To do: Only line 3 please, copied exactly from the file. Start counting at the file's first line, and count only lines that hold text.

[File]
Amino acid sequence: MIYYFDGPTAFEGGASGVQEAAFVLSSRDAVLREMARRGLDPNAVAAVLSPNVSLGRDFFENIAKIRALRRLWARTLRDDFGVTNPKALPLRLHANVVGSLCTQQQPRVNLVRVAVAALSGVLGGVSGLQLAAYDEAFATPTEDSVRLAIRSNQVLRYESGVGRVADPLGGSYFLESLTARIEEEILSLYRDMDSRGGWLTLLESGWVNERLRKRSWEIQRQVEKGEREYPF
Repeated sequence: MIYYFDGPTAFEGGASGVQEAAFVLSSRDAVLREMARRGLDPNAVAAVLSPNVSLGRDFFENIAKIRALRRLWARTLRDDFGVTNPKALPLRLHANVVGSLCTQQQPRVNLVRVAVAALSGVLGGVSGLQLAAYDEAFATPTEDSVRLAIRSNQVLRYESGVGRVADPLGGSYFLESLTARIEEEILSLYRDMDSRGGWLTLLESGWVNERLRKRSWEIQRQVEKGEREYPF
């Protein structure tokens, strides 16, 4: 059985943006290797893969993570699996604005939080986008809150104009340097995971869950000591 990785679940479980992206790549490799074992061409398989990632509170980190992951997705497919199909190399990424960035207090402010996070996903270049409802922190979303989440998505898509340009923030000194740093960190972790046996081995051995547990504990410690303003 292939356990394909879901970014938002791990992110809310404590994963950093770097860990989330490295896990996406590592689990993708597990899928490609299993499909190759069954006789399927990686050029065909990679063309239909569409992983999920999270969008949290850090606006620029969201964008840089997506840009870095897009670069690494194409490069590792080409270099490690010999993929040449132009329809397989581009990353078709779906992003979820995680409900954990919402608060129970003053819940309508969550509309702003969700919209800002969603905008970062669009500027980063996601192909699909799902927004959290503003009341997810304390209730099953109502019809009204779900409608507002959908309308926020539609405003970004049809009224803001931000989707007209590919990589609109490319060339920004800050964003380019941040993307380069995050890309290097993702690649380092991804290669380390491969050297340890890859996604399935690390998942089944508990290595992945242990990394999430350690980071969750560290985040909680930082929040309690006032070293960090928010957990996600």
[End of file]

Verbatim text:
């Protein structure tokens, strides 16, 4: 059985943006290797893969993570699996604005939080986008809150104009340097995971869950000591 990785679940479980992206790549490799074992061409398989990632509170980190992951997705497919199909190399990424960035207090402010996070996903270049409802922190979303989440998505898509340009923030000194740093960190972790046996081995051995547990504990410690303003 292939356990394909879901970014938002791990992110809310404590994963950093770097860990989330490295896990996406590592689990993708597990899928490609299993499909190759069954006789399927990686050029065909990679063309239909569409992983999920999270969008949290850090606006620029969201964008840089997506840009870095897009670069690494194409490069590792080409270099490690010999993929040449132009329809397989581009990353078709779906992003979820995680409900954990919402608060129970003053819940309508969550509309702003969700919209800002969603905008970062669009500027980063996601192909699909799902927004959290503003009341997810304390209730099953109502019809009204779900409608507002959908309308926020539609405003970004049809009224803001931000989707007209590919990589609109490319060339920004800050964003380019941040993307380069995050890309290097993702690649380092991804290669380390491969050297340890890859996604399935690390998942089944508990290595992945242990990394999430350690980071969750560290985040909680930082929040309690006032070293960090928010957990996600």